Tuesday, January 29, 2019

The Problem of the Failure of the N. Y. State Police to Investigate Mark’s Head Wounds

In September 2005, Atty. Michael Kelly met with Inv. Edward Kalfas and Senior Inv. John Wolfe to discuss a number of problematic issues related to the investigation into my brother’s death, including a wound on Mark’s forehead. That wound is not mentioned in the police report but had been revealed to me initially early in 2005 by Dr. Edward Piotrowski, my brother’s attending physician at the burn unit of the Erie County Medical Center, where he had been airlifted the night of his truck fire.  The doctor informed me that a CT scan had revealed deep soft-tissue swelling on his forehead and additional soft-tissue damage to the left side of his face.  Later in 2005, a firefighter named Wayne Frank, one of the first emergency workers on the scene, told Atty. Kelly that he, too, had observed the wound on Mark’s forehead the night of the fire.  (On the head wounds, see esp. posts of September 24, 2016, and March 31, 2018.)

According to Kelly, when he raised the issue of the forehead wound, Wolfe (who had replaced John Ensell, the original senior investigator on Mark’s case) was not aware of any such wound.  But after Kelly explained the fresh information from the doctor and the firefighter, Wolfe told him that he would have Trooper David Chandler come in and would ask him about the wound to Mark’s forehead and about comments by various individuals on the scene.  Kalfas informed Kelly that no photographs had been taken of Mark on the scene but showed him the autopsy photograph.  Kelly himself noticed the wound and pointed it out to Wolfe, who then acknowledged it.

Not long after Kelly’s meeting with the two N.Y. State Police officials, I myself had two telephone conversations with Wolfe, in late September and in mid-October.  However, there were significant discrepancies between what he said to me and what he had said to Kelly, in particular concerning the wound on Mark’s forehead.  I brought up both Dr. Piotrowski's information about the deep soft-tissue swelling, presumably caused by a blow to the forehead, and Wayne Frank's comments about the gash that he saw on Mark's forehead, possibly caused by a nine-iron.  In fact, in the second conversation, I had barely mentioned that firefighter’s name when Wolfe scoffed dismissively, “Oh, is that the guy with the nine-iron?”

Despite Wolfe’s scornful attitude, three individuals actually saw that wound.  In addition to Dr. Piotrowski, who expressed concern about the soft-tissue damage to Mark’s forehead (and additional soft-tissue damage to the left side of his face) and Wayne Frank, another firefighter on the scene, Gary Wind, also noticed the forehead wound.  When I brought up Kelly's statement that the wound was noticeable in the autopsy photograph, Wolfe contradicted what he had stated to Kelly.  Wolfe now claimed to me that the autopsy photo did not show any wound on Mark's forehead or any indication that he had been struck by a nine-iron or similar instrument.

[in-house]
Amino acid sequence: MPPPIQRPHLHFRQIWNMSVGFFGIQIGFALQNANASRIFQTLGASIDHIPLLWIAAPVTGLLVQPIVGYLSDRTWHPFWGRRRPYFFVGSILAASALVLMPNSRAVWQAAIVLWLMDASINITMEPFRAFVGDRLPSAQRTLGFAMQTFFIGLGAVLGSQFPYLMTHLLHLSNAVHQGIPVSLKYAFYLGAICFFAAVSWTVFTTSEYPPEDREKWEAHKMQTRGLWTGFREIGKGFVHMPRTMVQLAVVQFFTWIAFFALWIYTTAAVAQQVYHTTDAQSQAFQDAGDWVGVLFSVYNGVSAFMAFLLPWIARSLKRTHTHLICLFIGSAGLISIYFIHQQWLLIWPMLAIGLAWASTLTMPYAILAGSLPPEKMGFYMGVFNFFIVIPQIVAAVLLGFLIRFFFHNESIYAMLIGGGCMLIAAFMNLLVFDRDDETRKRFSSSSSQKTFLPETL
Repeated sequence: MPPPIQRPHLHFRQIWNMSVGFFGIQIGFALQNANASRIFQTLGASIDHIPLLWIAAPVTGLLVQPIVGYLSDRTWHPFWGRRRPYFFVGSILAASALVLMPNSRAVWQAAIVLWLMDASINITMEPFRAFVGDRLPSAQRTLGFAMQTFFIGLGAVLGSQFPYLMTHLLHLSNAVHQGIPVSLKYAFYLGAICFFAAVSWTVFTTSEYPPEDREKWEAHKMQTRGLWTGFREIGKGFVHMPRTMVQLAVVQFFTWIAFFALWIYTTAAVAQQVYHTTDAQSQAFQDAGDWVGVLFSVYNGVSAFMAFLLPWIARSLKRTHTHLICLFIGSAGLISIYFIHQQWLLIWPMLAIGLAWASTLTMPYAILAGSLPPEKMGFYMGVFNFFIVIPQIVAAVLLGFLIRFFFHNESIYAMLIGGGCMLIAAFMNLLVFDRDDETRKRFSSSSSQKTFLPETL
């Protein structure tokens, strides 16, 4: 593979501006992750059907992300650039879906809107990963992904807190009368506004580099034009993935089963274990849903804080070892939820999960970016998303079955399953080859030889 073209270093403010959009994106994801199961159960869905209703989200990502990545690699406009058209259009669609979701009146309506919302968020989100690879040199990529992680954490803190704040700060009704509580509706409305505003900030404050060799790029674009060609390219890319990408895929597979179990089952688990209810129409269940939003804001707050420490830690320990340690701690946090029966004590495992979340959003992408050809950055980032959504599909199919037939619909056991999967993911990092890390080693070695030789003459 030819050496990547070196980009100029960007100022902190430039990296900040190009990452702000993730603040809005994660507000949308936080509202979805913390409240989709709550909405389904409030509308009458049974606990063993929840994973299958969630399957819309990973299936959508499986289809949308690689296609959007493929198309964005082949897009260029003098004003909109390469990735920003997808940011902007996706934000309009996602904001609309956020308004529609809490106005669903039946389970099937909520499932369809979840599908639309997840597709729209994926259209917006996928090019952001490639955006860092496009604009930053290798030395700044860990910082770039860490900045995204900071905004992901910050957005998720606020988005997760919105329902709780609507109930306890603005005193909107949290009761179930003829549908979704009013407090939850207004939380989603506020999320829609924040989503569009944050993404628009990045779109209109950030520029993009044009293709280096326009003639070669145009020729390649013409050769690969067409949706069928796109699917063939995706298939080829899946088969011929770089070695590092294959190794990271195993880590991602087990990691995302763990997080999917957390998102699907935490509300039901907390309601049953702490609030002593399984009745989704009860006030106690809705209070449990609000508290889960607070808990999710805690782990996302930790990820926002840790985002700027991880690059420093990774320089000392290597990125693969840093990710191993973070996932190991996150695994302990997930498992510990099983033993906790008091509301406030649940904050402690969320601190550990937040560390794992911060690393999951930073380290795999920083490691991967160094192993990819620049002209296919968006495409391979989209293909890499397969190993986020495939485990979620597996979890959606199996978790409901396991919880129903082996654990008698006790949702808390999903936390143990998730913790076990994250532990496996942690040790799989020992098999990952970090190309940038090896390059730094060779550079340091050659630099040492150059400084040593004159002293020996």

Although Wolfe had told Kelly that he would speak with Trooper Chandler about the wound on Mark's forehead and about comments by individuals on the scene, he apparently did not.  In phone conversations with Wolfe, Kelly tried to find out about the status of his efforts to clarify the problem of the head wounds and related information.  Wolfe never responded about the interview he was supposed to have had with Chandler.

At their meeting in 2005, Kelly mentioned that during his years as N.Y. State chief prosecutor for nursing home crimes in western New York, he would provide a summary of efforts for redress to his client, along with relevant records.  He urged Wolfe to do the same for me.  That never happened.   Wolfe also prevented me from seeing the autopsy photo.  Although he claimed that the photo would be too upsetting to me, I had made it very clear that my sole concern was to find out the truth about my brother’s death, however unpleasant it might be.  In addition, Wolfe initially said that he would allow me to see the photos of the scene of my brother’s truck fire, but in the end never responded to my request for an appointment to view them.

Why did Wolfe fail to follow through on these issues related to the wound on Mark’s forehead?  That wound, the soft-tissue damage to the left side of his face, and mucosal congestion in his sinus areas (all observed by Dr. Piotrowski) suggest the likelihood that my brother had been attacked.  The pool of his blood found in an area off his driveway where he normally parked his truck (see esp. post of May 29, 2012) leads one to that very conclusion.

How can one reasonably explain Wolfe’s refusal to let me see the autopsy photo(s) and his failure to follow through on a meeting with me so that I could the photos of the scene that were taken by the State Police the night of the fire?  How can one reasonably explain the response by the State Police to my FOIL request (see post of September 1, 2011) that the photos of the scene of Mark’s truck fire could not be located?